As I gear up for my bucket list triathlon tomorrow, I have butterflies in my stomach. These races are intimidating.
There will be lots of people in top of the line/co-ordinating outfits, with bicycles that cost more than the down payment on my house, discussing water temps and the other events they have competed in this summer.
And I feel out classed. I feel amateurish. I feel inadequate. I pray that I won't be the very last one across the finish line.
But, then we line up, and the gun sounds, and we all take off. And my nervousness evaporates. I get into a rhythm-whether my swimming, biking or running rhythm. I hit my stride, and I don't worry about anyone else or their gear.
The gear may make things a bit easier. It may make you look more professional. But it isn't the gear that makes or breaks you. Not the Under Armor or the perfectly co-ordinated outfits. Not the wet suit or the thousands of dollars bike. Not the multiple pairs of goggles or running shoes or gloves.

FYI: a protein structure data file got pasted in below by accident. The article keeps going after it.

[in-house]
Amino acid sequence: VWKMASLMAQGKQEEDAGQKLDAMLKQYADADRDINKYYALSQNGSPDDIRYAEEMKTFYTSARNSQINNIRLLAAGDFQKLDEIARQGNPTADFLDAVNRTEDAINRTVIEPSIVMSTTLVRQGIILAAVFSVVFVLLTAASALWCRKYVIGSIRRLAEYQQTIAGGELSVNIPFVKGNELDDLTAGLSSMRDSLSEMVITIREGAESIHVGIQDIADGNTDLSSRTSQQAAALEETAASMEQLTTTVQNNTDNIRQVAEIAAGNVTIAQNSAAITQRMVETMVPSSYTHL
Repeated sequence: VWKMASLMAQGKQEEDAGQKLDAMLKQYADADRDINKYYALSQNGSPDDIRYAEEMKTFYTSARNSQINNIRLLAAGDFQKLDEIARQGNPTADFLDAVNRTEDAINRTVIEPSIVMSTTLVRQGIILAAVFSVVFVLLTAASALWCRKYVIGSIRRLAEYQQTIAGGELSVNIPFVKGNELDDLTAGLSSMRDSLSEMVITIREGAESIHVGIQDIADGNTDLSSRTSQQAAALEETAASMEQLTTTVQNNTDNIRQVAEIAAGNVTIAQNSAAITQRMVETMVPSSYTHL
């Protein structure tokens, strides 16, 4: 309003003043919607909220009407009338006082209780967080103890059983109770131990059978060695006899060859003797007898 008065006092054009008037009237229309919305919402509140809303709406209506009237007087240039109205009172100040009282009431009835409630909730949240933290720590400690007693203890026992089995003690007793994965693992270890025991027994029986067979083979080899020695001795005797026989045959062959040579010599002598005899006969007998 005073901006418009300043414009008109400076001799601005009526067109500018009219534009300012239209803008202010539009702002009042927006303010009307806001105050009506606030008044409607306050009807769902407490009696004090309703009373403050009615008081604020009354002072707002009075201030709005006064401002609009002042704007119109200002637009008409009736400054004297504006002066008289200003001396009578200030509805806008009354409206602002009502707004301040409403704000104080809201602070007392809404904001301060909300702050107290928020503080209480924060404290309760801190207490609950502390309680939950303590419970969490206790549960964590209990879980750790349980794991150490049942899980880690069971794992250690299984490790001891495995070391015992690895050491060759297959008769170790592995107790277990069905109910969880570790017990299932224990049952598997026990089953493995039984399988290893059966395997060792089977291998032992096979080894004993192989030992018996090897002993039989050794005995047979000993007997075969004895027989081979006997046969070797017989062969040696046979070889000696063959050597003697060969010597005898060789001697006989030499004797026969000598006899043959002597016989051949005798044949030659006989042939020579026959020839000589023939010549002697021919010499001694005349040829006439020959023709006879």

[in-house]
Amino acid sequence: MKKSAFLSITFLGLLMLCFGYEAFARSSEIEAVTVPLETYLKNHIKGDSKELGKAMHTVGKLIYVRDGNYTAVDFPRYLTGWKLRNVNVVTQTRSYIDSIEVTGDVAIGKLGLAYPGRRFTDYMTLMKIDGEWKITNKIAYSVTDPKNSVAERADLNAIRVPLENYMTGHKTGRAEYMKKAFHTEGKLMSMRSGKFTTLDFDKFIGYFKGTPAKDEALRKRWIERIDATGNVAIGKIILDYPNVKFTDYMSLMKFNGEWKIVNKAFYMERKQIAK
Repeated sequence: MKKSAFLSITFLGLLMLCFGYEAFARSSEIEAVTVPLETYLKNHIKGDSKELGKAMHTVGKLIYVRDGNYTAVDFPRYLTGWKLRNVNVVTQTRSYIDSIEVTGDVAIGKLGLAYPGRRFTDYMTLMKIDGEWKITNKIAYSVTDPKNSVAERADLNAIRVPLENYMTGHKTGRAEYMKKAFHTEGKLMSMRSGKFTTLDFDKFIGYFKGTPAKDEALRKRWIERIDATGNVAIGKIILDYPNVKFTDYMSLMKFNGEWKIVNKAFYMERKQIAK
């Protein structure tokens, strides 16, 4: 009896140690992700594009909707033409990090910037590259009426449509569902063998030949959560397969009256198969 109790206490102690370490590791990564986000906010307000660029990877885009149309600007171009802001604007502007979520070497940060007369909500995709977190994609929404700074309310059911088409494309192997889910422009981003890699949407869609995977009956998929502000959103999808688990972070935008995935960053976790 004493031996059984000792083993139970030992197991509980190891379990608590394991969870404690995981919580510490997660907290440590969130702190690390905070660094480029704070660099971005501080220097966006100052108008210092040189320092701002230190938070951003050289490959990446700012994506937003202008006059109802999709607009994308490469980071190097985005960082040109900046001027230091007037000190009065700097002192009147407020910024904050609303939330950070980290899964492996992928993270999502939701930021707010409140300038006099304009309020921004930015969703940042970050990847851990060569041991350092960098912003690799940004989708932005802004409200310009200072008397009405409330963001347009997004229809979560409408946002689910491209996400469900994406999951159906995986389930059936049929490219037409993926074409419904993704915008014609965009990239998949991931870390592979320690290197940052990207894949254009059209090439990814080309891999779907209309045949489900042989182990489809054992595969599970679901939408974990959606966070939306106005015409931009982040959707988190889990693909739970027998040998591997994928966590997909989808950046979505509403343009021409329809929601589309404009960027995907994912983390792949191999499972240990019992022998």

It's the training. If you haven't put in the time, the gear is fairly useless. It is make-up on the pig. The training is the foundation beneath the facade.
It is the training that delineates and separates. The miles and miles you put in for this moment. For this race. That is what separates the men from the boys, the wannabes from the finishers.
There is no substitute for the training. If you slept in instead of getting up to train, it is you who will feel the difference when race time comes. If you put off the training until some vague tomorrow, you will know it. No matter what you are wearing.
On the flip side, if you persisted through less sleep, and sore muscles, and hard runs/swims/bikes, you will know it.
At least, that's what I think (hope). Wish me luck tomorrow. And pray those hours of training kick in.